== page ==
How to File a Fraud Alert with the Credit Bureaus
Identity theft is an issue known by everyone around the world. As the world gears towards technological advancement and more dependence on computers and technology, the more the issue of identity theft grows. Identity theft not only affects an individual’s personal life but also their credit rating.
As a result, it is absolutely essential that people check their credit report once a year at minimum to ensure that everything is in order. In the event someone sees any problems such as unauthorized charges or suspects any fraudulent activity, it is a good idea to file a fraud alert.
A person can file a fraud alert with any of the three credit bureaus. Filing this fraud alert will help stop any identity thieves from trying to access any of your personal information which could result in a damage to your credit rating.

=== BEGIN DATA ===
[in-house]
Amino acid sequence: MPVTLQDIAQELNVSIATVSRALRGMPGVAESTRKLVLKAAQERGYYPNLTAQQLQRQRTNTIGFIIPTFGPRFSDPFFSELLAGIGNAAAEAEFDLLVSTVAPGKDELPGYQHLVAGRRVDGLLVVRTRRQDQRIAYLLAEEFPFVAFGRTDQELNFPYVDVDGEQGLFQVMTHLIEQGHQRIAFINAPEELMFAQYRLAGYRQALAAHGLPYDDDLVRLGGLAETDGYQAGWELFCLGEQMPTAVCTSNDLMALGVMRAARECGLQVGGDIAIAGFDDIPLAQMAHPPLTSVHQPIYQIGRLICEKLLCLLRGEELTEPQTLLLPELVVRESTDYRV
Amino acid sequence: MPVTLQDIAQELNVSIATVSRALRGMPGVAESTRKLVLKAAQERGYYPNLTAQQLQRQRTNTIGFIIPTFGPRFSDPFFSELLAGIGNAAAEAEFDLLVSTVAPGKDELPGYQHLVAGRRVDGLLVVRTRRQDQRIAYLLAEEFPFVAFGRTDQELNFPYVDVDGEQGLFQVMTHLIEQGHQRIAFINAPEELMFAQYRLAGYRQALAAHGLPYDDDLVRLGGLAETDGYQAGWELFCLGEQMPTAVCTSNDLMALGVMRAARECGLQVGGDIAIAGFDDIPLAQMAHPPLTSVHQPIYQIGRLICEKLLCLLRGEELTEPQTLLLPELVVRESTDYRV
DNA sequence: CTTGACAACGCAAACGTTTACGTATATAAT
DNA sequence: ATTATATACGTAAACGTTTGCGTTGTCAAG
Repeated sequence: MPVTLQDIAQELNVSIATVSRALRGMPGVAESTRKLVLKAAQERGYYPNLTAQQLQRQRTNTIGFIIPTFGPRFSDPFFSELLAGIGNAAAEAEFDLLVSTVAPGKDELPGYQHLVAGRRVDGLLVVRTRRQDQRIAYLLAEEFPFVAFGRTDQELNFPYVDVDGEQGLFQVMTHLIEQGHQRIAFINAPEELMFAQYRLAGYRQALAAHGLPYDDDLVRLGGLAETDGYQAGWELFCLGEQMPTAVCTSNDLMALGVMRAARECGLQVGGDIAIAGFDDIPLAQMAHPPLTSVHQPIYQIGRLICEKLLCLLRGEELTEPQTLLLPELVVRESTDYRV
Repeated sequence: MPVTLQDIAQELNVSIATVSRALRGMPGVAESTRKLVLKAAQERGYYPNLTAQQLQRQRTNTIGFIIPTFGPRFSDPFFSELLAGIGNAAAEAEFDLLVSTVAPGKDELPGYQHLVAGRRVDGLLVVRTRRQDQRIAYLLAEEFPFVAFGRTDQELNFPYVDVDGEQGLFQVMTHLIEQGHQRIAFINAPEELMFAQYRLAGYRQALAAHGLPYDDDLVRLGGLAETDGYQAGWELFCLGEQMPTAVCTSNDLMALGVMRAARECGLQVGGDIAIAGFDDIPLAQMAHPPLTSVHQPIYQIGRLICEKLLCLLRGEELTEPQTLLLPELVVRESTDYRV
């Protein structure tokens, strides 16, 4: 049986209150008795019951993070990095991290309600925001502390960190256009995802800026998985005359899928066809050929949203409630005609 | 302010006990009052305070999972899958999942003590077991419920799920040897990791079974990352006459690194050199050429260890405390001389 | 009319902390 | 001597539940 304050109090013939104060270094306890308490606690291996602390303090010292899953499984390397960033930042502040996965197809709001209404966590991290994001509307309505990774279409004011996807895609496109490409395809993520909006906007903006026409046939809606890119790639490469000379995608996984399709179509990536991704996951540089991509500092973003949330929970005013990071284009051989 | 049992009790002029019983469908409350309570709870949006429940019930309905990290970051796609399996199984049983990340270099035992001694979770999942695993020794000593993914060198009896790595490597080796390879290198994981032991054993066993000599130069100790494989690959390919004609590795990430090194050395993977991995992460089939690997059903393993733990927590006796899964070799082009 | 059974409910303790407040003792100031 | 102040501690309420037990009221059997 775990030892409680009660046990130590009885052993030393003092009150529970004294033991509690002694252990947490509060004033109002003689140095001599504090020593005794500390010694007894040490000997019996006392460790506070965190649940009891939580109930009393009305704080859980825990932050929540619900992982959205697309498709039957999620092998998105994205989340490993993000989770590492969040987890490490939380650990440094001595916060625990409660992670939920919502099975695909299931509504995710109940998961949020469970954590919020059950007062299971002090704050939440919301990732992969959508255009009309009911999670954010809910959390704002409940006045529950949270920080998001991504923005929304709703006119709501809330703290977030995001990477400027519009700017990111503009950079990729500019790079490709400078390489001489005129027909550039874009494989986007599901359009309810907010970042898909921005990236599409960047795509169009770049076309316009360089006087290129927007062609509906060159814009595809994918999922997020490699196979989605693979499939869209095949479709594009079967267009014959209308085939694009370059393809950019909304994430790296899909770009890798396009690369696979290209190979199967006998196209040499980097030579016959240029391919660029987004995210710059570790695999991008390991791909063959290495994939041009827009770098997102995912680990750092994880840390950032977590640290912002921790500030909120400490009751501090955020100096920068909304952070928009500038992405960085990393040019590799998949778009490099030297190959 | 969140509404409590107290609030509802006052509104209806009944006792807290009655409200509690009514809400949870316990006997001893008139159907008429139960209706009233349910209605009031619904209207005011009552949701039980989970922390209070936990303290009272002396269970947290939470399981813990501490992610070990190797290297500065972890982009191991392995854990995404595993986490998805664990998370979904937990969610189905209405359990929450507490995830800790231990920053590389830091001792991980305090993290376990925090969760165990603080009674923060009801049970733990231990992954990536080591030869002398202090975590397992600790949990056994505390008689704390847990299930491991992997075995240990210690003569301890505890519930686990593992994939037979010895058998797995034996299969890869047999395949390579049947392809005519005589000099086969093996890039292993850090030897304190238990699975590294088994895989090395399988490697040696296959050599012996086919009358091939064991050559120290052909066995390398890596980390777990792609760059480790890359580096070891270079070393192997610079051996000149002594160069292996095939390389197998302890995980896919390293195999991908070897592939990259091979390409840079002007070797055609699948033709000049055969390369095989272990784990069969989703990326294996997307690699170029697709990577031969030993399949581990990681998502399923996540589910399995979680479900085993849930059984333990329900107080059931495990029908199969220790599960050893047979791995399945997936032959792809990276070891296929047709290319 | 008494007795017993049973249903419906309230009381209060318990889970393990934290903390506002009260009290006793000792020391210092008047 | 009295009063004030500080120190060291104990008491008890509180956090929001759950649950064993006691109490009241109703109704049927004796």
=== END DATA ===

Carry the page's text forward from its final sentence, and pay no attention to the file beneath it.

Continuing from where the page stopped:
In order to file a fraud alert with Experian, please follow the steps mentioned below:
Go directly to the Experian website and search for the link called “Fraud Alert” which will be under the tab called “Credit report Assistance”.
Since the identity theft is only a suspicion and not confirmed, please select the link called “Initial Alert”. You will then need to fill out the required fields. Once completed, submit the form. Keep in mind that this alert stays on a person’s file for 90 days.
In order to file a fraud alert Equifax, please follow the steps mentioned below:
Visit the Equifax website
Select the “Request a Fraud Alert” which is located under the link called “Fraud Alerts & Freeze”.
Simply complete the online form and that’s it.
In order to file a fraud alert with TransUnion, please follow the steps mentioned below:
Visit the TransUnion website
Select the link called “Prevent Identity Theft” which is located under the tab called ‘Consumer Assistance.
Select the link “Fraud Alert”
Follow the on-screen instructions to file a fraud alert either by phone, email or mail.
Identity theft can be a huge problem if not taken care of immediately. By filing a fraud alert with the credit bureaus, a person can ensure future safety and prevention of identity theft.